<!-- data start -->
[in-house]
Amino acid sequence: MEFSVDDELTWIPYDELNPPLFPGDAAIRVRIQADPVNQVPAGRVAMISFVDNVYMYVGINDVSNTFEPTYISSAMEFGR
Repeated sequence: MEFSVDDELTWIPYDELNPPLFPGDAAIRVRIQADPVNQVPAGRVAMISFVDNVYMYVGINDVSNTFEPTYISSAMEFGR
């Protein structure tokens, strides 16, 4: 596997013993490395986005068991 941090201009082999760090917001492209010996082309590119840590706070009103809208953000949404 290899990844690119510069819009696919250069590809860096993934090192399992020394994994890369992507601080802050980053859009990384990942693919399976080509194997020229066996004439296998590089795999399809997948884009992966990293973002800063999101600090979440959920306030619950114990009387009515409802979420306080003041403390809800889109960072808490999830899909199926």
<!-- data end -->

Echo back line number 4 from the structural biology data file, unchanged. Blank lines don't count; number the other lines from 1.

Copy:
């Protein structure tokens, strides 16, 4: 596997013993490395986005068991 941090201009082999760090917001492209010996082309590119840590706070009103809208953000949404 290899990844690119510069819009696919250069590809860096993934090192399992020394994994890369992507601080802050980053859009990384990942693919399976080509194997020229066996004439296998590089795999399809997948884009992966990293973002800063999101600090979440959920306030619950114990009387009515409802979420306080003041403390809800889109960072808490999830899909199926």